Leaving Muscat and the North of Oman behind and heading South
20.02.2018 - 20.02.2018
We wake up to a delicately muted sunrise over suburban Muscat, as seen here from our balcony.
Sultan Qaboos Grand Mosque
As the largest Mosque in the Middle East, Sultan Qaboos' place of worship is a construction on a grand scale in every way and took six years to build, using materials from several different countries.
20,000 tons of Indian sandstone was used, while the marble came from Oman.
The Mosque has five minarets, with the tallest being 91.5 metres and the others measuring 61 metres. In addition to the minarets, there are ten domes. The Muezzin's call to prayer is always live, never recorded. The entire complex covers 40,000 m²
In total, including the men's and women's prayer halls, the inner courtyards, paved ground and passageways, 20,000 people can pray here at the same time. Only on certain auspicious days is the mosque full, however; normally only between 100 and 500 faithfuls actually do attend.
More men come to pray than women, as this picture shows the scale of the vast, cavernous men's prayer hall.
70,000 tons of pure cotton was used for this carpet, and it took600 women (in Iran) two years to weave the 1,700 million knots. There are 28 different colours in this single piece of woven floor covering which weighs 70 tons.
The prayer hall is adorned with a spectacular chandelier, some 14 metres tall and weighing 8.5 tons. Featuring 600,000 Swarovski crystal trimmings, 24-carat gold plated metalwork, this ceiling light has 1,122 halogen lamps operated through 36 switching circuits. The chandelier is truly of gigantic proportions with a diameter of 8 metres making it the size of an average 3 bedroom detached house but twice the height! For maintenance purposes there is a staircase inside the chandelier. Not surprisingly it is reputed to be the largest in the world.
I love the way the chandelier reflects on the tiles of the mirhab (niche which faces towards Mecca and in the direction Muslims face when they pray), specifically illuminating the beautiful golden Arabic writing.
I have always been captivated by Islamic architecture, and love looking at the pendentives (curved triangles at the intersection between the arch and the dome), the squinches (small corbelled arches) and muqarnas (the 'honeycomb' effect caused by the geometrical subdivision of a squinch) found in the mirhab and other niches throughout the mosque.
There are a number of smaller chandeliers throughout the mosque. When I say "smaller"; they are still not exactly 'small' as you can see if you compare the size of the lights with the people below.
Unobtrusive speakers are hidden in the pillars that support the roof and dome of the prayer hall.
The detail and amount of design followed by craftsmanship that has gone into the construction of the mosque is staggering
Under the colonnaded walkways outside are a number of niches, each with a bench underneath, each one boasting a different design, and each with a panel explaining the origin of the pattern. Inspiration for the various artistic design styles has come from all over the Islamic world.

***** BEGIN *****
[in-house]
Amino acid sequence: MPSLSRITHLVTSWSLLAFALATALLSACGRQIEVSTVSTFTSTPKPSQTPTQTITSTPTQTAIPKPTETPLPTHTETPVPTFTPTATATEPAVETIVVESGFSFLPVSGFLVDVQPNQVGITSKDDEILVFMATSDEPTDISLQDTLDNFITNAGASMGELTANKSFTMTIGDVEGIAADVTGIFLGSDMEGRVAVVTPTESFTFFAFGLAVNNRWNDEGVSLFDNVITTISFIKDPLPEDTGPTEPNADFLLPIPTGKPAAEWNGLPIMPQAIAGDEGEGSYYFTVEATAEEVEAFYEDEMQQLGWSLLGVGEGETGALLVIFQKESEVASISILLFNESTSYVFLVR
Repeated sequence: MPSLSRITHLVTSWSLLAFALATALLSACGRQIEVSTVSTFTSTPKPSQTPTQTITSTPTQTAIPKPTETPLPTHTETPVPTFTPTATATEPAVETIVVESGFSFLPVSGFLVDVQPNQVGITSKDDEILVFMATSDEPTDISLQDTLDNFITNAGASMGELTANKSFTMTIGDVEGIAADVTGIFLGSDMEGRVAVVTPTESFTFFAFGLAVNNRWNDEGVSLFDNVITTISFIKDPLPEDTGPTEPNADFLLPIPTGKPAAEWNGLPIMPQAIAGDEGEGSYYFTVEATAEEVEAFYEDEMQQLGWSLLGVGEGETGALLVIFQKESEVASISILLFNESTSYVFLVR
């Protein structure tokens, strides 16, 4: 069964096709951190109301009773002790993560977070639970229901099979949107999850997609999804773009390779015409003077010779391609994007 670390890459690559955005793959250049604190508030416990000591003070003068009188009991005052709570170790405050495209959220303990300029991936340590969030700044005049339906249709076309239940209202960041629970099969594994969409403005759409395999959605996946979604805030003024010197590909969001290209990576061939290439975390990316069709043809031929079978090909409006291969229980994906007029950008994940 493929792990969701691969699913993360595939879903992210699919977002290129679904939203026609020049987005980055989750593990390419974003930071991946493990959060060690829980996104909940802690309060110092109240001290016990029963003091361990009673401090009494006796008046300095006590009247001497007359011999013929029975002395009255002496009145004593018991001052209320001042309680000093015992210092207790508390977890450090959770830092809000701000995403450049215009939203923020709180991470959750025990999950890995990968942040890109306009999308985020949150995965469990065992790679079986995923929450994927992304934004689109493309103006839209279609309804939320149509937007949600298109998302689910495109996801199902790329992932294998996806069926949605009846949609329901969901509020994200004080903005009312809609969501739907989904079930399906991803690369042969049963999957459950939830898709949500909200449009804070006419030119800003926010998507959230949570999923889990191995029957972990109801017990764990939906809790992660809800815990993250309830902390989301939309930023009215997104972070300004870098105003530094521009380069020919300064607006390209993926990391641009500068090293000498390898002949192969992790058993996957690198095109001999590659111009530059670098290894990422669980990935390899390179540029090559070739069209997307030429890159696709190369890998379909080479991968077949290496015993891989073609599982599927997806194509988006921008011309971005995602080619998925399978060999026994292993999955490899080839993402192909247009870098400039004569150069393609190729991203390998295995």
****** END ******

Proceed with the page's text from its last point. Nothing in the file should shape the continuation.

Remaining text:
The Grand Mosque does not differentiate between the various denominations of Islam, and welcomes Sunni, Shia and Ibadi (the predominate sect in Oman) alike. It is also the only mosque in Oman to allow non-Muslims to visit.
Shoes have to left outside and women have to cover their hair and arms.
All Muslims have to undergo ablutions before prayer.
Before we leave the mosque I visit what is the most disgusting toilet I have seen in Oman by a long way. Three cubicles, two of which are squat-style, filled with excrement, cigarette packets, toilet paper, nappies and other items that I do not want to study too closely. The one western toilet is even worse: blocked and overflowing with goodness knows what. If I wasn't so desperate, I would hold it.
The 200 or so stalls in this traditional souk, the oldest in Muscat, are all somewhat similar, selling a curious mix of tourist tat, traditional clothing and colourful haberdashery amongst other things.
The traders are not at all pushy, which makes a pleasant change.
Muscat is a popular stop on the cruise ship circuit and today there is a ship visiting, something we see evidence of in the market.
Entrance to the souk
We take a break on the Corniche at a juice bar that serves fast food where David has chocolate milkshake, pizza and garlic bread. I pinch one of his garlic breads while I enjoy a lovely mango juice.
We spend some time watching the traffic police issue tickets to motorists parked in a loading bay before we go back to the hotel to pick up our luggage from their storage area. On the way we drive past the Sultan's Palace (stopping not allowed), an extremely impressive place!
Al Falaj Hotel
We pick up the suitcases and make ourselves comfortable in the lobby as we have a couple of hours before we have to leave for the sunset cruise and on to the airport for our flight. The delightful receptionist approaches us and offers us the use of our old room until we are ready to leave. “Yes please!” Consequently we have a lovely siesta before getting ready for the next part of our adventure.